Published by: Loveswept
Genre: Historical Romance
Order at: Amazon
Reviewed by: Erin
What to Expect: An exciting mystery, a sweet romance, and all the Victorian taxidermy you could ever ask for!
Lodging-house keeper Clem Talleyfer prefers a quiet life. He’s happy with his hobbies, his work—and especially with his lodger Rowley Green, who becomes a friend over their long fireside evenings together. If only neat, precise, irresistible Mr. Green were interested in more than friendship. . . .
Rowley just wants to be left alone—at least until he meets Clem, with his odd, charming ways and his glorious eyes. Two quiet men, lodging in the same house, coming to an understanding . . . it could be perfect. Then the brutally murdered corpse of another lodger is dumped on their doorstep and their peaceful life is shattered.
Now Clem and Rowley find themselves caught up in a mystery, threatened on all sides by violent men, with a deadly London fog closing in on them. If they’re to see their way through, the pair must learn to share their secrets—and their hearts.
An Unseen Attraction is possibly Charles’ sweetest take on romance to date. Her characters tend to be challenging, (and by challenging, I mean prickly, cranky, bastards with a heart of gold somewhere in there) but the heroes of this book are good, kind, solid men trying to quietly build a life for themselves in their own little corner of London.
Clem Talleyfer is a literal bastard, not a figurative one: He’s the son of an earl and his Indian nursemaid, neuroatypical, kind, caring, and happy with the life he has, running a boarding house for skilled artisans. Rowley Green is one of those artisans. He has a shop next door and lives in Clem’s boarding house. They take tea together every night, silently pining at each other, each not quite believing they might be deserving of the other’s affections and not wanting to ruin the friendship that they have.
Of course, KJ Charles being KJ Charles, this quiet pining is interrupted by a gruesome murder, a fire, a burglary, a cover-up, more murder, and Clem’s old family secrets catching up to him.
Oh, and I should probably mention all the taxidermy. Yes, Rowley Green is a preserver, stuffing and mounting animals as either trophies or as artistic pieces on their own. There is so much description of the process. So much. I am agog at how many books Charles must have read on the subject of Victorian taxidermy. For those of you with animal harm triggers, this might be a rough read for you. This book does not shy away from any of the gory details, and I found myself reading through my fingers at a few points.
One of the interesting thing about Charles’ novels is how the character of London itself changes from book to book. In her Society of Gentlemen novels we get the halls of politics, private clubs, and polished townhouses. In Wanted, a Gentleman we get working-class folks trying to eke out a living and the day-to-day normalness of living in a big city. The London in An Unseen Attraction is thick with roiling, yellowish fog, with dead things and secret, hidden things around every corner. Talleyfer’s Lodging House is an island of refuge in the middle of the dark, dangerous streets of London, and, as a reader, you sigh a little in relief every time the characters come back there.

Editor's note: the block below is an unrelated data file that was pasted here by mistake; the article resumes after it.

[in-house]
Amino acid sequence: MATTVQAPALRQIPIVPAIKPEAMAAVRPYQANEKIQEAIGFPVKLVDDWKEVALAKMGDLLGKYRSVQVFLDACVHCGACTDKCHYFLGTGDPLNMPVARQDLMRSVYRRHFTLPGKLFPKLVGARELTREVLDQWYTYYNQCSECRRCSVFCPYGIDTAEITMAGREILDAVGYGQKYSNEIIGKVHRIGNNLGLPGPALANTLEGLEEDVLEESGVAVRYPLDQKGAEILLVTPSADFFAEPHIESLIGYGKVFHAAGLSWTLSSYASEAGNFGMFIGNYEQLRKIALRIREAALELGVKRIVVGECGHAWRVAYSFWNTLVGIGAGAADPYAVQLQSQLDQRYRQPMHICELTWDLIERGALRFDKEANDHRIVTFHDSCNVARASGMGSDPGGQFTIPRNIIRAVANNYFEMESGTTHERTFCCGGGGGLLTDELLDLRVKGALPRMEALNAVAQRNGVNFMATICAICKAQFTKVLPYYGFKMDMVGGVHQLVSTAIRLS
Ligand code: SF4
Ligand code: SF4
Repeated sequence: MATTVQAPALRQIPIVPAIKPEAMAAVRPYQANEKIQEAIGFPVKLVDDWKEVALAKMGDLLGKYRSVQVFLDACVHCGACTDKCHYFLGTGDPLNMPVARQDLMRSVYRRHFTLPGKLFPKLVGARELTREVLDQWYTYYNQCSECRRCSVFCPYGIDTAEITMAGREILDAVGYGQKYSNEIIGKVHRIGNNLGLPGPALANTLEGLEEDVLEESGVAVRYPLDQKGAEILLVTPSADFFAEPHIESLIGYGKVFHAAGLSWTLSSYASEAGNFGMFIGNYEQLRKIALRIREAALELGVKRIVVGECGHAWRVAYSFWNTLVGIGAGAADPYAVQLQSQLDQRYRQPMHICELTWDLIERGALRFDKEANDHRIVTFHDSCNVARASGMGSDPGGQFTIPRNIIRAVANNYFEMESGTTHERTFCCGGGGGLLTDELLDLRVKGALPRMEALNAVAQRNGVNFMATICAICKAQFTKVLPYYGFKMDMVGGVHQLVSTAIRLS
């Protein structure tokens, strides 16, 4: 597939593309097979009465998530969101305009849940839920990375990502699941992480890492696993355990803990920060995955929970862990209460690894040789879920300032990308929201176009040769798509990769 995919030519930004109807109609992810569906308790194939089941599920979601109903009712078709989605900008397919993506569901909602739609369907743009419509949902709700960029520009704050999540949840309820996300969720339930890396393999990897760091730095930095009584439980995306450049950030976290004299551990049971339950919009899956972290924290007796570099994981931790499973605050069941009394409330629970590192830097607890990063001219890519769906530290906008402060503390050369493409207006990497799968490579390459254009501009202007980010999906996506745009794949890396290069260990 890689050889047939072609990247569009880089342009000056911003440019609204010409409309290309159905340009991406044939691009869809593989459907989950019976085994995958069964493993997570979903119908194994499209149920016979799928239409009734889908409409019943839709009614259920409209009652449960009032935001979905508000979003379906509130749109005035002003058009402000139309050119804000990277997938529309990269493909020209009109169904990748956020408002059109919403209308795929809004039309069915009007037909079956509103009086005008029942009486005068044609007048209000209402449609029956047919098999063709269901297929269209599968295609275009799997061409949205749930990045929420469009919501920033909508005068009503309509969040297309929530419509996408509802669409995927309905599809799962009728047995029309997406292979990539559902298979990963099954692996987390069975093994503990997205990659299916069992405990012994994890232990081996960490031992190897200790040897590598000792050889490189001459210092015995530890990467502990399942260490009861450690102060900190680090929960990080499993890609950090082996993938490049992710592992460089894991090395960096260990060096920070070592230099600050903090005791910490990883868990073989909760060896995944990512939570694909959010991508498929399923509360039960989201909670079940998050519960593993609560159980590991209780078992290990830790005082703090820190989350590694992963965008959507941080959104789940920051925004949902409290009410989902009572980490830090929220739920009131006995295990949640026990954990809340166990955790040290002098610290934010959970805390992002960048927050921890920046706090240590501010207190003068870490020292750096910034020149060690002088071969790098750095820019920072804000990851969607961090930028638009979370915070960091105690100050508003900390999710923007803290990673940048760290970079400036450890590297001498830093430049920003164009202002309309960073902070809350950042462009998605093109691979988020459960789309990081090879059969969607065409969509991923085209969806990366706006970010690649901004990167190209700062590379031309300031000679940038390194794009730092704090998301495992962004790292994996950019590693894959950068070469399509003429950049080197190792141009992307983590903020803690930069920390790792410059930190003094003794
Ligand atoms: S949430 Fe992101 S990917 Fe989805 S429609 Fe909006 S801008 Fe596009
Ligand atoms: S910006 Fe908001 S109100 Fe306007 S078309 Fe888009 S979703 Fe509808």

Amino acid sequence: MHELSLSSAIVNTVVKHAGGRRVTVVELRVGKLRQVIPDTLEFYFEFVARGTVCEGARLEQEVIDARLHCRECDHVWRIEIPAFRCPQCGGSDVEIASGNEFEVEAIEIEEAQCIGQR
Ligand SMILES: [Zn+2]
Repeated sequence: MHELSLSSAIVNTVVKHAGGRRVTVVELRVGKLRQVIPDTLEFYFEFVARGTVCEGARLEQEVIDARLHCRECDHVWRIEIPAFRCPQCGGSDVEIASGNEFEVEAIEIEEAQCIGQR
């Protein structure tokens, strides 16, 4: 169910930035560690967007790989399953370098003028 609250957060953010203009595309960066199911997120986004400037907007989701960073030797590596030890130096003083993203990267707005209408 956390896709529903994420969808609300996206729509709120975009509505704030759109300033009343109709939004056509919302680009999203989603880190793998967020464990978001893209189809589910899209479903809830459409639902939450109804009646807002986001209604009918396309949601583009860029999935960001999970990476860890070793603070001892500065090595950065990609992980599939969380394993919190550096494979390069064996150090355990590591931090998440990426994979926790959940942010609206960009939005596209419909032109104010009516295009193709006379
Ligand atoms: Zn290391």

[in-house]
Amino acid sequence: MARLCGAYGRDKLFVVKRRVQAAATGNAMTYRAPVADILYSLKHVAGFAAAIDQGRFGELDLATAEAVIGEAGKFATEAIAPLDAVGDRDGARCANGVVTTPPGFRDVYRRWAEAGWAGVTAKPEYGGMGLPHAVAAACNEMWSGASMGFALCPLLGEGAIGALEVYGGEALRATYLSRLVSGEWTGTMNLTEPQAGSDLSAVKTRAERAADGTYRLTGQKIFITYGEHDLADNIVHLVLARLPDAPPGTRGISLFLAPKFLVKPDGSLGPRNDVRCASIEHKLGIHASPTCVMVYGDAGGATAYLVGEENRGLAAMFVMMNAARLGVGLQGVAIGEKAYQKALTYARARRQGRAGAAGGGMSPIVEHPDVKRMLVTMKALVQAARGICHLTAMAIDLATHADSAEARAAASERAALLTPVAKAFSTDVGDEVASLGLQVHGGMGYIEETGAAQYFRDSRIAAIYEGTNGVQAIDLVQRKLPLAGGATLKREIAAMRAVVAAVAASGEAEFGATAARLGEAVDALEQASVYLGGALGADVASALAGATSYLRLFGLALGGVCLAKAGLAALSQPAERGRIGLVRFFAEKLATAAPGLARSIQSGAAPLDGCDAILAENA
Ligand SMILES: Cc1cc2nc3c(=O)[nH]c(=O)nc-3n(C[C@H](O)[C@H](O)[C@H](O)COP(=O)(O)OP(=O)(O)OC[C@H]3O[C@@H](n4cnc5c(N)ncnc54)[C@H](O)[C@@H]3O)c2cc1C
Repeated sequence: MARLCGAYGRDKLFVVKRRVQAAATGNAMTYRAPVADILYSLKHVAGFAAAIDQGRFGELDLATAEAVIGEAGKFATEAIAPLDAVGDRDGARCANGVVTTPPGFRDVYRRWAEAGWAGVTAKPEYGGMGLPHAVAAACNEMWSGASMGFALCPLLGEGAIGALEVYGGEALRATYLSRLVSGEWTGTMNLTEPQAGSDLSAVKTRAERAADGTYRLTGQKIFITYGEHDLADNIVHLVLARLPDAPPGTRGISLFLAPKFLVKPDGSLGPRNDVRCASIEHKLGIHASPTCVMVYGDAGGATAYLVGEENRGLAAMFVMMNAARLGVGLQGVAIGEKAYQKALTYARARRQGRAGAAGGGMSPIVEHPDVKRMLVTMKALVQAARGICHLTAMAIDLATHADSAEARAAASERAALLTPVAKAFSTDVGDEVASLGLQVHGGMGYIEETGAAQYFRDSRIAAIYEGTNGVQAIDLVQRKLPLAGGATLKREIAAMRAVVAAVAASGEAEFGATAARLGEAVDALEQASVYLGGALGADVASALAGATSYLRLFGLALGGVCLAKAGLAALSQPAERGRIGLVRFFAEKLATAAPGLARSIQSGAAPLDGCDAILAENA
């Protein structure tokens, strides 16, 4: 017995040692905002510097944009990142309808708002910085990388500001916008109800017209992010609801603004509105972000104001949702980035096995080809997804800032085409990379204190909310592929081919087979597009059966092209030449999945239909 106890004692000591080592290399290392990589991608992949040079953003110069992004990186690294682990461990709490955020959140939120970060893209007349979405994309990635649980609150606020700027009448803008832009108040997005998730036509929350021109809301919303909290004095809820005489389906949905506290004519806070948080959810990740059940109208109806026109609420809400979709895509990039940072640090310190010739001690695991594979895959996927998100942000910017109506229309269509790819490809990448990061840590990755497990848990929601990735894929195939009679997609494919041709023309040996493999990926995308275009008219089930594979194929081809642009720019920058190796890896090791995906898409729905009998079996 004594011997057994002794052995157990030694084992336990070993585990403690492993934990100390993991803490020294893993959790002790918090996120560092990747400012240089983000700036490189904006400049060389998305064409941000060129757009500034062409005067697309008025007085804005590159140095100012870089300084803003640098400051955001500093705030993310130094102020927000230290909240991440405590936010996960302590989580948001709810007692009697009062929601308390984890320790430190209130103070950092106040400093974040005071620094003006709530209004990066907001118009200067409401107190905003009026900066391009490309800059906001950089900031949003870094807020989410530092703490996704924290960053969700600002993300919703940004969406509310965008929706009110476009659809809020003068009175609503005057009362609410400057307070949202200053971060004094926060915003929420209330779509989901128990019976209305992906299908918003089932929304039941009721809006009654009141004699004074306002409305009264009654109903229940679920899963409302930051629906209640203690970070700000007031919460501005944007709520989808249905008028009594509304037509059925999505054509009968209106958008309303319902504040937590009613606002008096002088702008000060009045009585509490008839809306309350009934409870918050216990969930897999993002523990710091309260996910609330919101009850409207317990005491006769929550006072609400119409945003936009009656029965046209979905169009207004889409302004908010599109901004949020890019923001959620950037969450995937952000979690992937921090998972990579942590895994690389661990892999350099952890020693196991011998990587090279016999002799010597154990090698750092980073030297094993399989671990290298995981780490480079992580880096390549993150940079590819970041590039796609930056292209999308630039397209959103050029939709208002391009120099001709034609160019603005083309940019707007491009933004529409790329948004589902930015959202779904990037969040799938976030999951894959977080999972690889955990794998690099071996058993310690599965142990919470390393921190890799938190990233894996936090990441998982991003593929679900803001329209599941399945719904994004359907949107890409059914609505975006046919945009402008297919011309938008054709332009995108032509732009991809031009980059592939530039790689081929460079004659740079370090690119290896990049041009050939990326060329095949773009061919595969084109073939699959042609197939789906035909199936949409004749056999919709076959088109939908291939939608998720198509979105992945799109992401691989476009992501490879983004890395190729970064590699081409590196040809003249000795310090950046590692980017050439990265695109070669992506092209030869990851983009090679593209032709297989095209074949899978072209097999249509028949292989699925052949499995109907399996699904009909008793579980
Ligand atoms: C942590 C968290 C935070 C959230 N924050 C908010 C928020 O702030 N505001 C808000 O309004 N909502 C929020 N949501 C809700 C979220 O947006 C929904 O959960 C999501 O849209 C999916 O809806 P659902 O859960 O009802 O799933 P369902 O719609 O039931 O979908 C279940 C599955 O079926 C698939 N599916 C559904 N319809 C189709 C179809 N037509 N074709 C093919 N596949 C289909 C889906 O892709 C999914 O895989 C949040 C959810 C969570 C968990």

Another place for respite is the Jack and Knave, a molly pub where Clem spends his time. He has a good group of like-minded friends (who will all get their own books, yay) who have created their own kind of safe space in the city, as queer people have been doing for hundreds of years. Rowley has never had such a space, and the relief he gets from just being able to be himself within those walls is very affecting.
The larger mystery in the book is not entirely resolved; there is an overarching plot that will be explored through the whole series. I love that because it makes you want more, but it also make you feel a tiny bit unsatisfied at the end of the book. The romance is very much resolved, however, and you can rest assured that Clem and Rowley get their HEA, bless their hearts.
I loved this book and the rich, pulpy, Gothic world that Charles creates here. The one thing that didn’t work for me is completely individual – the descriptions of animal preservation ran right up against my own personal limits for that kind of thing. It’s not more icky/descriptive/violent than any of her other books, but something about this particular kind of ickiness was really tough for me to read. I like the book much more while rereading it, because I knew what to expect, could skim those scenes, and was able to read without flinching in anticipation.
That aside, this is an excellent entry into a new series, with a sweet romance at the core of a dark mystery. I’m excited to see where it goes, and I can’t wait to read the next book!
What you might not like: The taxidermy scenes might be tough for you if you have issues with animal harm.
What you’ll love: The sweetest, kindest hero you’ve seen in a while, a city that is swirling with secrets, and a terrific cast of new characters all make this your new book obsession for the year.
Erin is a full time contributor to Binge on Books. She is a voracious reader and reviewer who has been been reading romances since she stole them from under her neighbor’s mom’s bed while she was at work. You can read all her reviews here.
Connect with Erin on Twitter: @booksandjoe